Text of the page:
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H.R.1793 - Clean Up Government Act of 2011

To amend title 18, United States Code, to deter public corruption, and for other purposes. view all titles (2)

All Bill Titles

  • Official: To amend title 18, United States Code, to deter public corruption, and for other purposes. as introduced.
  • Short: Clean Up Government Act of 2011 as introduced.

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  • Today: 1
  • Past Seven Days: 2
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Introduced
 
House
Passes
 
Senate
Passes
 
President
Signs
 

 
05/05/11
 
 
 
 
 
 
 

Official Summary

Clean Up Government Act of 2011 - Amends the federal criminal code to revise and expand prohibitions against bribery, theft of public money, and other public corruption offenses. Expands mail and wire fraud statutes to cover offenses involving any other thing of value (e.g., intangible righ

Official Summary

Clean Up Government Act of 2011 - Amends the federal criminal code to revise and expand prohibitions against bribery, theft of public money, and other public corruption offenses. Expands mail and wire fraud statutes to cover offenses involving any other thing of value (e.g., intangible rights and licenses). Modifies general venue rules for criminal prosecutions to allow prosecutions in any district in which an act in furtherance of an offense is committed. Increases the maximum term of imprisonment from:
(1) 10 to 20 years for theft or bribery involving federally-assisted programs;
(2) 10 to 20 years for theft and embezzlement of federal money, property, or records;
(3) 15 to 20 years for bribery of public officials; and
(4) 2 to 5 years for providing gratuities because of an official's or person's official position or for any official act, or for bribery of a witness at a trial, hearing, or other proceeding before any court, any committee of Congress, or any U.S. agency, commission, or officer. Expands the definition of \"official act\" to include any act within the range of official duty, including any recommendation, which may be a single act, more than one act, or a course of conduct, and which may include a decision or recommendation that a government should not take action. Applies the prohibition against embezzlement or theft of federal money or property to government officials and employees of the District of Columbia. Directs the United States Sentencing Commission to review and amend its guidelines and policy statements relating to public corruption and racketeering offenses to reflect the intent of Congress that penalties for such offenses be increased. Establishes a 10-year limitation period for the prosecution of public corruption crimes involving bribery, extortion, theft of government property, mail fraud, and racketeering. Increases to 10 years the maximum term of imprisonment for:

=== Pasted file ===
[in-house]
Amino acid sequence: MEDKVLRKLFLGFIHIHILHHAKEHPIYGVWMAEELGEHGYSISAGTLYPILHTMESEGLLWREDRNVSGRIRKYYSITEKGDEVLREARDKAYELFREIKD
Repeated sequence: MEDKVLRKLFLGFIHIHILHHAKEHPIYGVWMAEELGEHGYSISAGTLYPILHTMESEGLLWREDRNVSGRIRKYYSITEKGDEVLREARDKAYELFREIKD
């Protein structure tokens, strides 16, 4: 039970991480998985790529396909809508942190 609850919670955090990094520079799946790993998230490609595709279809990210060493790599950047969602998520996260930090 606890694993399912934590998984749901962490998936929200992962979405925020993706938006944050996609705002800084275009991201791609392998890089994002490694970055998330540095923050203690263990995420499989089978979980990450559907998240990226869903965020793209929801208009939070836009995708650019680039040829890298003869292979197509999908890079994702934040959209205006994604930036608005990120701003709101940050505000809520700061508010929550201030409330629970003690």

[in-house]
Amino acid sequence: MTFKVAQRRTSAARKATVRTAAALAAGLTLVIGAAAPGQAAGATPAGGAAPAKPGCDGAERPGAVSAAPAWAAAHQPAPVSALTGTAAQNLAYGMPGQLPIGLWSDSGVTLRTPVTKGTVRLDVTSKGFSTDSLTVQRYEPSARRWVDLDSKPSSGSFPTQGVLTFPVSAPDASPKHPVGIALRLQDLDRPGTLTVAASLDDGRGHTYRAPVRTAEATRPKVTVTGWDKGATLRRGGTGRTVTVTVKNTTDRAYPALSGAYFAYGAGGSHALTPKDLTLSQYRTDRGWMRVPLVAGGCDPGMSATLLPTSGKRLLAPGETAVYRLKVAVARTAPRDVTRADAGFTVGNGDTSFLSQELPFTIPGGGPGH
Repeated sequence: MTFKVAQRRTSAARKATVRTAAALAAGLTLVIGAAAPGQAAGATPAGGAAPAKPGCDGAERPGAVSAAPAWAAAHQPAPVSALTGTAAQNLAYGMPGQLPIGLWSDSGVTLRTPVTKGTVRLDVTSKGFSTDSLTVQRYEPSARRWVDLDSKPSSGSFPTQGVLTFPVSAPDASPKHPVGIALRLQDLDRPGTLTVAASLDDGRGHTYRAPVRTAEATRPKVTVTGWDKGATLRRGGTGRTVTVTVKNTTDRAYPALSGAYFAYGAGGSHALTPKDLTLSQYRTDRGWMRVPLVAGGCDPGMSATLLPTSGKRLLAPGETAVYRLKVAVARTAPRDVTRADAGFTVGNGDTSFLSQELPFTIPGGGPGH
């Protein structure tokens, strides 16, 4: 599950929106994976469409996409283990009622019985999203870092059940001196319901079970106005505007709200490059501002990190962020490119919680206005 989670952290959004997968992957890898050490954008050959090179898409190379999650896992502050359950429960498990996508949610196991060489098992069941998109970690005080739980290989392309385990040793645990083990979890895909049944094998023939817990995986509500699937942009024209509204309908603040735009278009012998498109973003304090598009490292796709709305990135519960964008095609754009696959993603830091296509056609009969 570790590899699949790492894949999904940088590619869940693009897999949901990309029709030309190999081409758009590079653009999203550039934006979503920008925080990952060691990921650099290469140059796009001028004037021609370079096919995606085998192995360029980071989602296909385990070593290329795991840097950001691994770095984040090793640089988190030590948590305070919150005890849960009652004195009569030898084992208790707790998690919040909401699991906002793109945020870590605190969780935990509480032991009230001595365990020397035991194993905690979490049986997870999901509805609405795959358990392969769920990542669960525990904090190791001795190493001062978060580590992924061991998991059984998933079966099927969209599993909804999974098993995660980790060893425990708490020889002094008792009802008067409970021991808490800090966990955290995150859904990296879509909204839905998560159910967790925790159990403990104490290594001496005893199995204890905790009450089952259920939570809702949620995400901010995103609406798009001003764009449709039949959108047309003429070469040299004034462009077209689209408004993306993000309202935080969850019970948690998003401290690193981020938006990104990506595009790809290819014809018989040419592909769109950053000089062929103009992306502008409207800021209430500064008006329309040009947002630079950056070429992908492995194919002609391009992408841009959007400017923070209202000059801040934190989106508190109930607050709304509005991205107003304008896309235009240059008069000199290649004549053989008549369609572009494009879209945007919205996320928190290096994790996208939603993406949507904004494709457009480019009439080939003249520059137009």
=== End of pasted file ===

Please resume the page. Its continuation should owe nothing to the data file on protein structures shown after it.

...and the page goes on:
(1) solicitation by federal officers and employees of political contributions from other federal officers and employees,
(2) promise of employment made possible by an Act of Congress for political activity,
(3) deprivation of such employment for political activity,
(4) intimidation to secure political contributions,
(5) solicitation and acceptance of contributions in federal offices, and
(6) coercion of political activity by federal employees. Includes embezzlement or theft of government money or property, and specified activity relating to major fraud against the United States, as predicates for racketeering prosecutions and wiretaps.Expands the types of perjury and obstruction of justice offenses for which venue lies in the district in which the official proceeding was intended to be affected or in which the conduct constituting the alleged offense occurred. Includes as a prohibited scheme or artifice to defraud any scheme or artifice by a public official to engage in undisclosed self-dealing, as defined in this Act. Amends the federal judicial code to permit the disclosure of information regarding a potential criminal offense by a judge to the Department of Justice (DOJ), a federal, state, or local grand jury, or federal, state, or local law enforcement agents. Permits the U.S. attorney, Deputy Attorney General, Assistant Attorney General, or the Attorney General (currently, only the U.S. attorney) to certify to the district court that an appeal by the United States is not taken for purpose of delay and that the evidence is a substantial proof of a fact material in the proceeding.

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